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Key Questions for the SEC: LSU and Ole Miss


We are continuing this week's series on important questions each SEC team needs to answer. Today Andrew Parrish takes a look at LSU and Ole Miss.

You can also read Andrew's other articles in the series: Alabama and Arkansas, Auburn and Florida, and Georgia and Kentucky.


LSU: Can the bench support the starters if the starters struggle?

LSU has been heavily reliant on their starting lineup so far this season, and rightly so. Freshman Cam Thomas is on an inside track to win freshman of the year by averaging 22.3

points per game, while returners Javonte Smart, Trendon Watford and Darius Days are all averaging between thirteen and seventeen points per game respectively. Outside of those four players, the Tigers have virtually no scoring threat, with the next highest scorer averaging five points per game. Most of the time, this approach to offensive workload division will work out because the starters are consistent enough to produce at that level or near that level from game to game. However, the college basketball landscape is a bit different this year. COVID-19 brings in a new set of challenges where teams might have to play without players because of contact tracing with the virus. Additionally, injuries unfortunately are still in play and must be calculated into a team’s expected performance. Thomas fell victim to the injury bug in the Ole Miss game, exiting the game after only four minutes to an ankle injury, but the Tigers were able to fully shut down the Rebels on the defensive end to lessen the impact of that injury. These factors all amount to levels of doubt about the sustainability of LSU’s team. They need to find another guy or two that they can trust to come in and perform at 75% or better of the starting players’ level in order to create a more sustainable offensive solution moving forward.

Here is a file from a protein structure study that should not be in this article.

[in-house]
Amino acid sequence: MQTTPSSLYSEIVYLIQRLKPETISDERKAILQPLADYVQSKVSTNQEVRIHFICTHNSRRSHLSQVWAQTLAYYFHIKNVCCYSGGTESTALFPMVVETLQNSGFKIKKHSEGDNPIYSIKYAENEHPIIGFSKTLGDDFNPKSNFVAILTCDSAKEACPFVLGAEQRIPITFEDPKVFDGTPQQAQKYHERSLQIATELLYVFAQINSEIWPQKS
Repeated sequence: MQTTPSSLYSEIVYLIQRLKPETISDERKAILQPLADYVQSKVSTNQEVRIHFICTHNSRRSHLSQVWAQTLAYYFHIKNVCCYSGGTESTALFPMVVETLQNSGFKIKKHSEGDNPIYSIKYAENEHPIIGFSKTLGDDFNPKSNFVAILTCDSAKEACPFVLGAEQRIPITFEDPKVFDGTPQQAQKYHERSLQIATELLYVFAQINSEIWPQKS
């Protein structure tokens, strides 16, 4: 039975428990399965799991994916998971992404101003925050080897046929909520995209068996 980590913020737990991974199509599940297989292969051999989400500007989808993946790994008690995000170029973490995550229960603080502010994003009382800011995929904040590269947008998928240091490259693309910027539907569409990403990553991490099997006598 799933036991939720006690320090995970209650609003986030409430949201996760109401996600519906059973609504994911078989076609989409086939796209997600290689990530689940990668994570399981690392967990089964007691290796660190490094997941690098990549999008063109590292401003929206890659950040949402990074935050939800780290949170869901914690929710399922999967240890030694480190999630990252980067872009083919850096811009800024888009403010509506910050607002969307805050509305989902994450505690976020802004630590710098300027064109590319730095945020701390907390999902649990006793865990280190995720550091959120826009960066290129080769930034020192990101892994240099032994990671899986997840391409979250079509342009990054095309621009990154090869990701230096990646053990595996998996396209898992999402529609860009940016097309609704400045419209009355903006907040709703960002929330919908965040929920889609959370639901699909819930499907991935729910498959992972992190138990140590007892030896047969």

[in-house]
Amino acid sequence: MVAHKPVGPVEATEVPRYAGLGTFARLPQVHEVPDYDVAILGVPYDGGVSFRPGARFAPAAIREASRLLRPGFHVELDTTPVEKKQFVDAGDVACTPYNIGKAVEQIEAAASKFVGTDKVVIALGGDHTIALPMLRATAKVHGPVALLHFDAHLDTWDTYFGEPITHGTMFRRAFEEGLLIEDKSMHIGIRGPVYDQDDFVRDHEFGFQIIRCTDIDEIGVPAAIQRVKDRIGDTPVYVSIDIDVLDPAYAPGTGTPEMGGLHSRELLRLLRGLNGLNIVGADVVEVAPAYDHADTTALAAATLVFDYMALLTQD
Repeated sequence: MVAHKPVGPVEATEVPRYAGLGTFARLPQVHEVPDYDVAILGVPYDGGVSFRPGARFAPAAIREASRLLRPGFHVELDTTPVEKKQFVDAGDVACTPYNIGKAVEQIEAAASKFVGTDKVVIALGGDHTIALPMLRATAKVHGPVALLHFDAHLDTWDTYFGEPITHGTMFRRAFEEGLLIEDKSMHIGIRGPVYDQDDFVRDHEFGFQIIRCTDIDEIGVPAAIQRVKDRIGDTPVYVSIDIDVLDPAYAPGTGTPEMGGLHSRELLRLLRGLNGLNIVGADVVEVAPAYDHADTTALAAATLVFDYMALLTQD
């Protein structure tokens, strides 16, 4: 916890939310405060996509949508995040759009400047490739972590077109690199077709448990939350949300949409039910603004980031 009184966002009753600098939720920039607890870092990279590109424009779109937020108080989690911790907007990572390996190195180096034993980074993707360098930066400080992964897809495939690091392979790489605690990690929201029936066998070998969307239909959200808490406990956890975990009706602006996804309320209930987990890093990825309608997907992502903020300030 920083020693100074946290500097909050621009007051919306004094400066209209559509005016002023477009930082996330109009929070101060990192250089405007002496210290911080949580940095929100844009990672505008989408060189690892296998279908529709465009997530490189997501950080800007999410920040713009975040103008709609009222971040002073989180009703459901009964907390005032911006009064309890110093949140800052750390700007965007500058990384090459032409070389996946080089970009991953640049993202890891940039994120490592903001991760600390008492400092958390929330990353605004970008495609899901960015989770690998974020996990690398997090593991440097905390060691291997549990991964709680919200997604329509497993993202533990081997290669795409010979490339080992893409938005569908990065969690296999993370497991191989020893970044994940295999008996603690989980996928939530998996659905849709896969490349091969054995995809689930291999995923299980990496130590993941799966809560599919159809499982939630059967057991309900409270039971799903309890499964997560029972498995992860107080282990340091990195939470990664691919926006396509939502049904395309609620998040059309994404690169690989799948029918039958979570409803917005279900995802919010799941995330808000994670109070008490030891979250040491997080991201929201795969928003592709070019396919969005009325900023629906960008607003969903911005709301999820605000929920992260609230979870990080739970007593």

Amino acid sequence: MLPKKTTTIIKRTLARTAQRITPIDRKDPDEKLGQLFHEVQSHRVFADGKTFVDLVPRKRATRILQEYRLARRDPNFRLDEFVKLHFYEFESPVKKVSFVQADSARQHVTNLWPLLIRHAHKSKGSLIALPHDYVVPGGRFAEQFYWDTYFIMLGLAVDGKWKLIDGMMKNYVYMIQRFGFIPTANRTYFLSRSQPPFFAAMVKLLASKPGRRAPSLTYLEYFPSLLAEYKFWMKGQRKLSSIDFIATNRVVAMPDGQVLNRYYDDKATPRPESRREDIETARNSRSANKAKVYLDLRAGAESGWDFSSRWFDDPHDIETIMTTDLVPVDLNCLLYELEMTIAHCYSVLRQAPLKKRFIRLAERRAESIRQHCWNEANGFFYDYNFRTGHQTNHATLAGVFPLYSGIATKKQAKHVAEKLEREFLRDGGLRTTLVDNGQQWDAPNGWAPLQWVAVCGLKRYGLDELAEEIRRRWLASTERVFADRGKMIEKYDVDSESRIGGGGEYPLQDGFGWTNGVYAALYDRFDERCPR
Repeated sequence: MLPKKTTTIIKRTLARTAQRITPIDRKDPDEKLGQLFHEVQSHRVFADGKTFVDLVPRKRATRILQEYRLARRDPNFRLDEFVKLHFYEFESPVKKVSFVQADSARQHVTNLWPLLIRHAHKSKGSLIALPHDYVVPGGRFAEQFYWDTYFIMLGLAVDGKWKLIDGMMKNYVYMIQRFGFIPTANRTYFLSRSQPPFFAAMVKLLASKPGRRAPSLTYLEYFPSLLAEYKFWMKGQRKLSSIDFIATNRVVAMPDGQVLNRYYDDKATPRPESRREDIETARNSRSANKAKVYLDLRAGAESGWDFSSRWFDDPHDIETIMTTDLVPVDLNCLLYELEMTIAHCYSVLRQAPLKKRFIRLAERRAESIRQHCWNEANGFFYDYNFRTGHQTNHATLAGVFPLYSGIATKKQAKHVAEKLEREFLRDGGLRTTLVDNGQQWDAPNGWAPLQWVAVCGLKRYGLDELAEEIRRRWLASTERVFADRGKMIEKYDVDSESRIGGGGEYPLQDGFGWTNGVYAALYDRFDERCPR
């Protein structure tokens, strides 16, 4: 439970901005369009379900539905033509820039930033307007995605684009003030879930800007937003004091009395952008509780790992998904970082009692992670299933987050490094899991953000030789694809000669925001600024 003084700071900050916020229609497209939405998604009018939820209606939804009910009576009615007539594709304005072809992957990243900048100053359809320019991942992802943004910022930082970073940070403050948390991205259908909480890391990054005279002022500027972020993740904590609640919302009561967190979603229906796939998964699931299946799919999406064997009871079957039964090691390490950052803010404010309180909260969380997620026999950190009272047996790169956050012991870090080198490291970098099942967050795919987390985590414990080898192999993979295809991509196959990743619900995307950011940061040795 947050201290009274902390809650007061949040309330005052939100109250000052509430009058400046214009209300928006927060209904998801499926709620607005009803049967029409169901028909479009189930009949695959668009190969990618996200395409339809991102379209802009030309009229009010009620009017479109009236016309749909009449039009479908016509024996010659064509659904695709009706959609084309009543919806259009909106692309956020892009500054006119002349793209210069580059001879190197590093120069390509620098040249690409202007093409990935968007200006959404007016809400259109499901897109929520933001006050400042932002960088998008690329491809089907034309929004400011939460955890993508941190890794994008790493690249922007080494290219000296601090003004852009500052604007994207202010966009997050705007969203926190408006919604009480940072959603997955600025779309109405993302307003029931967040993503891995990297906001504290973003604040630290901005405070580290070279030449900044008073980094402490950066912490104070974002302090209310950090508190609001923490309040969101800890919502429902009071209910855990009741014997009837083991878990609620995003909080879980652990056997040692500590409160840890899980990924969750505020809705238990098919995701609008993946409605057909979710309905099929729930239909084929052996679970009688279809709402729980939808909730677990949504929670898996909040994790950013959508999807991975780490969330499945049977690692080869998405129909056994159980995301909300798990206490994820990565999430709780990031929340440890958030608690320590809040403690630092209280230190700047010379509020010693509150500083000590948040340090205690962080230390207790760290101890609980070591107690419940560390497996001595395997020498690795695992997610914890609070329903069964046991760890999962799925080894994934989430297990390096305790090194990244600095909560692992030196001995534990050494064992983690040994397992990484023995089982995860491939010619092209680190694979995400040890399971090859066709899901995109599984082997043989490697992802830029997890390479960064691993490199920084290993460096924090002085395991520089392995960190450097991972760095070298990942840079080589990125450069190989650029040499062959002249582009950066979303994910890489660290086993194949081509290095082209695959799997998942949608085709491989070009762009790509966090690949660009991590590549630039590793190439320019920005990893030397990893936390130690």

Ole Miss: Is the defense real?

After their early-season COVID shutdown, the Ole Miss Rebels started out their season in fine fashion, winning five of their first six with a close road loss to Dayton being the only blemish on their record heading into conference record. In those first six games, the Rebels had the best defense in the country according to KenPom averaging 52.7 PPG allowed. This was partially because of the level of competition that they were playing but they were also forcing a lot of turnovers (6th in the country in forcing turnovers) and defending well at the rim (10th in two-point defense). However, in their last five games the Rebels have allowed an average of 74.6 points per game, including allowing over 82 points to both the Crimson Tide and the Wichita State Shockers. In those five games, the Rebels have amassed a 1-4 record while allowing 51.6% from two-point range (9% worse than their average) and forcing a turnover on 19.3% of possessions (7% worse than their average). The Rebels will need to return to their early season form in order to turn their fortunes around and compete at the highest levels of the SEC.

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